Happy New Year to the Hoback!
Great news! Thanks to many supporters like you, the Wyoming Range’s spectacular Upper Hoback basin has been permanently protected from destructive fracking! Just days ago, The Trust for Public Lands secured the final portion of the $8.75 million needed by December 31st to buy out drilling leases owned by a Houston-based oil and gas company. Over the past several years Sierra Club and our conservation partners have fought to protect the Upper Hoback from development of 136 natural gas wells, 17 well pads and miles of new roads, which would have destroyed this important wildlife migration corridor in the Bridger-Teton National Forest just 35 miles from Jackson. The leases will be permanently retired under the provisions of the 2009 Wyoming Range Legacy Act and can never be sold again.
While we celebrate this huge victory for the Upper Hoback, we must be vigilant in protecting another critical piece of the Wyoming Range. Just south of the Upper Hoback, an area known as the “44K” is threatened by another highly controversial drilling project. The “44K” is designated critical habitat for the threatened Canada lynx and an important migration corridor for mule deer and other species, and it provides outstanding recreational opportunities on its 44,700 acres.
Like the Hoback, the 44K is one of the few remaining unprotected areas left in the Wyoming Range that was authorized for drilling before passage in 2009 of the Legacy Act, which protects 1.2 million acres from oil and gas drilling. But unlike the Hoback, in which a private drilling company owned valid leases that were grandfathered in when the Legacy Act was passed, the Forest Service has the authority to decide whether or not to cancel the leases in the 44K. The 44K leases were either suspended or not issued as a result of an appeal to the Interior Board of Land Appeals several years ago, so no one holds a current valid lease.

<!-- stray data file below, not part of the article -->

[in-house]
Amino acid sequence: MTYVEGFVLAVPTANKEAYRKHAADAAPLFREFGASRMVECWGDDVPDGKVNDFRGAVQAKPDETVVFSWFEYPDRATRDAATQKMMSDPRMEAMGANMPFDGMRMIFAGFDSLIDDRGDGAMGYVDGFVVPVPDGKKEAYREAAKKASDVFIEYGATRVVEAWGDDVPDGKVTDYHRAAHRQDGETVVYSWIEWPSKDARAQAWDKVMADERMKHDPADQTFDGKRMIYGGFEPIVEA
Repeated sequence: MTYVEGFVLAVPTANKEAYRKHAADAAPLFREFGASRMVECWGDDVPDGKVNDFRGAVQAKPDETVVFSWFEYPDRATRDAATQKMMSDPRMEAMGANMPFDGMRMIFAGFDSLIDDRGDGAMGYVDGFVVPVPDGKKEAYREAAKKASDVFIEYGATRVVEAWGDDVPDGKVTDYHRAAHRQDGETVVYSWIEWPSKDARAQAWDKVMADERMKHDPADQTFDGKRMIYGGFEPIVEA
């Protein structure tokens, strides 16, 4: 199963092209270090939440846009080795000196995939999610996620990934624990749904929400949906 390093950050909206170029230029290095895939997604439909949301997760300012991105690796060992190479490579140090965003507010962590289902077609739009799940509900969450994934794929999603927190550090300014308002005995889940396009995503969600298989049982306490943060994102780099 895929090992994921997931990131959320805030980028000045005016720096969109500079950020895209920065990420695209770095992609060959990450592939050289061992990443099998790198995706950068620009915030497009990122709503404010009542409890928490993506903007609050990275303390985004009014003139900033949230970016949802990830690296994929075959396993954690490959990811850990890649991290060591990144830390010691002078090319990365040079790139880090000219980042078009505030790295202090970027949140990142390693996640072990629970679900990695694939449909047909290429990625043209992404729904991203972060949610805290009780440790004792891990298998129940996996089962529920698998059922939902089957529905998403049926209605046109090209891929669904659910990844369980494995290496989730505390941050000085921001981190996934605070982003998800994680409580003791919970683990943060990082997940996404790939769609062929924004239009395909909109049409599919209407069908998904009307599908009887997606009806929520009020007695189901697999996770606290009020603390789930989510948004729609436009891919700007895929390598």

Largely because of the sensitivity of this area for wildlife, in 2011 Bridger-Teton National Forest (BTNF) Supervisor Jacque Buchanan canceled all drilling leases on the 44K, noting “After considering all the alternatives, and the environmental impacts associated with each, I have determined this is the best course of action.” However, subsequent outcry from industry and politicians resulted in withdrawal of that decision, and agreement by the BTNF to undertake further analysis of the project. The analysis will include impacts of the proposed project on air quality and wildlife, including lynx. Sierra Club believes that this additional analysis will provide even more justification that drilling should not be allowed.
Later this year, Forest Supervisor Buchanan will again decide whether or not to allow drilling, and will take public comment on her decision. Please stay tuned – we’ll need your voice to help ensure that the 44K remains off-limits to drilling forever!
Sign our petition to Forest Supervisor Jacque Buchanan asking her to keep the Wyoming Range free from fracking.
--Bonnie Rice, Greater Yellowstone Campaign